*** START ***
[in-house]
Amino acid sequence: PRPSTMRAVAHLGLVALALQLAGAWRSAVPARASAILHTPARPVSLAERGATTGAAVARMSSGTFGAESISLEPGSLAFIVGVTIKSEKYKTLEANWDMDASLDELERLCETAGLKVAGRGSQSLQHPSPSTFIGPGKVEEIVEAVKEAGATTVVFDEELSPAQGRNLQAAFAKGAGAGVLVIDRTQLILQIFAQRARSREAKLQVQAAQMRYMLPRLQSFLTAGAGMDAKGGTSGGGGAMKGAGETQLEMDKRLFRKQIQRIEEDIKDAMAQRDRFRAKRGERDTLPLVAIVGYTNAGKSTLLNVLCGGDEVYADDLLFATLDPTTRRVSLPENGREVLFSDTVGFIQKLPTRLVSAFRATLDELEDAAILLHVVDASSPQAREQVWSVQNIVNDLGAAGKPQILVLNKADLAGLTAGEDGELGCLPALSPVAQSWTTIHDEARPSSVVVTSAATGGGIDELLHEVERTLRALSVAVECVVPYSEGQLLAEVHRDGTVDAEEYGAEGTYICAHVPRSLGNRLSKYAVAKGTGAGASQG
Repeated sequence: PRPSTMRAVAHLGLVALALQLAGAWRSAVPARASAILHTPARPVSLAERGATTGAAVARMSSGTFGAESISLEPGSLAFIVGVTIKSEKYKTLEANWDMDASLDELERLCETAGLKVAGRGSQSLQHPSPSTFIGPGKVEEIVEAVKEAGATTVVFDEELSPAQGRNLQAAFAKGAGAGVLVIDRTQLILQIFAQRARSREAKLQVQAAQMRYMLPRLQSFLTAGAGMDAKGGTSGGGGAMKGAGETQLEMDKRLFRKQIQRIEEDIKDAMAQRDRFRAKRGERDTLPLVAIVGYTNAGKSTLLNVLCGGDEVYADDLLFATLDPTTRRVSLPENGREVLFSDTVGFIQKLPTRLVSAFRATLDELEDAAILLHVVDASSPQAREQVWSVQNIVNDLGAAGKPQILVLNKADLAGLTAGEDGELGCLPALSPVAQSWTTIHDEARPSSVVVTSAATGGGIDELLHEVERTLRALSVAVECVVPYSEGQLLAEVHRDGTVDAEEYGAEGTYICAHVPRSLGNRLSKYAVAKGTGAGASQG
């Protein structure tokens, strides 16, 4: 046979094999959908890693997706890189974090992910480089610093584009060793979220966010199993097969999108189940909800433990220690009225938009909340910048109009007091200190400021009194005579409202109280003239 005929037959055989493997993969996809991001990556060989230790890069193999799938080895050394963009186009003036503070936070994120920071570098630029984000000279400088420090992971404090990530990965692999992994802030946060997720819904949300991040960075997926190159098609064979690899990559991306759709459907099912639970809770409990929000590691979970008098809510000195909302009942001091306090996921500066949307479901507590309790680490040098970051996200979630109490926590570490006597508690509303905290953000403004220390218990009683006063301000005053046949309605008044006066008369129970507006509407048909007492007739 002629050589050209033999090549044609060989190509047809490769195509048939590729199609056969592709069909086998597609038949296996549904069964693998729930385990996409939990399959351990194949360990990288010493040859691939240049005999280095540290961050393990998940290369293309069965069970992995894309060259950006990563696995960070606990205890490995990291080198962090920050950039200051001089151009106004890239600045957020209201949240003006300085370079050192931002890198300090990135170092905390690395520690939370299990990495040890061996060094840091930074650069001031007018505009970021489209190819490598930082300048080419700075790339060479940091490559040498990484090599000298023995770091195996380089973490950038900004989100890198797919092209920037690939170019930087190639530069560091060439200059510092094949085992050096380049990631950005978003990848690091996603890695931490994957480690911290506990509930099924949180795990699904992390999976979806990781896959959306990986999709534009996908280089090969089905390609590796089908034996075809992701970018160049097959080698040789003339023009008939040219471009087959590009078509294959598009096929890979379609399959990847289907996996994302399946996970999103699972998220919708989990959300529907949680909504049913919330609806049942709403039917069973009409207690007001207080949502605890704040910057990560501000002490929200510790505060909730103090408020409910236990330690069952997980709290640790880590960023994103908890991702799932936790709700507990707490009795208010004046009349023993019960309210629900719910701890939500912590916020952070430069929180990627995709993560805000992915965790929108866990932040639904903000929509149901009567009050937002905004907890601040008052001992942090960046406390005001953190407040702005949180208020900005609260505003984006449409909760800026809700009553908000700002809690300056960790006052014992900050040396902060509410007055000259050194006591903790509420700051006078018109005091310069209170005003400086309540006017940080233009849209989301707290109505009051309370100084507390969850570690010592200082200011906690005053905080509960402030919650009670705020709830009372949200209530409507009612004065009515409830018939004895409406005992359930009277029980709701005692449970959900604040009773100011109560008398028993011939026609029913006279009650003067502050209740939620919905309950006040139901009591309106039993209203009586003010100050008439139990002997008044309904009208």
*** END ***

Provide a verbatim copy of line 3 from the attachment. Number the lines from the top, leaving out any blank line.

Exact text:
Repeated sequence: PRPSTMRAVAHLGLVALALQLAGAWRSAVPARASAILHTPARPVSLAERGATTGAAVARMSSGTFGAESISLEPGSLAFIVGVTIKSEKYKTLEANWDMDASLDELERLCETAGLKVAGRGSQSLQHPSPSTFIGPGKVEEIVEAVKEAGATTVVFDEELSPAQGRNLQAAFAKGAGAGVLVIDRTQLILQIFAQRARSREAKLQVQAAQMRYMLPRLQSFLTAGAGMDAKGGTSGGGGAMKGAGETQLEMDKRLFRKQIQRIEEDIKDAMAQRDRFRAKRGERDTLPLVAIVGYTNAGKSTLLNVLCGGDEVYADDLLFATLDPTTRRVSLPENGREVLFSDTVGFIQKLPTRLVSAFRATLDELEDAAILLHVVDASSPQAREQVWSVQNIVNDLGAAGKPQILVLNKADLAGLTAGEDGELGCLPALSPVAQSWTTIHDEARPSSVVVTSAATGGGIDELLHEVERTLRALSVAVECVVPYSEGQLLAEVHRDGTVDAEEYGAEGTYICAHVPRSLGNRLSKYAVAKGTGAGASQG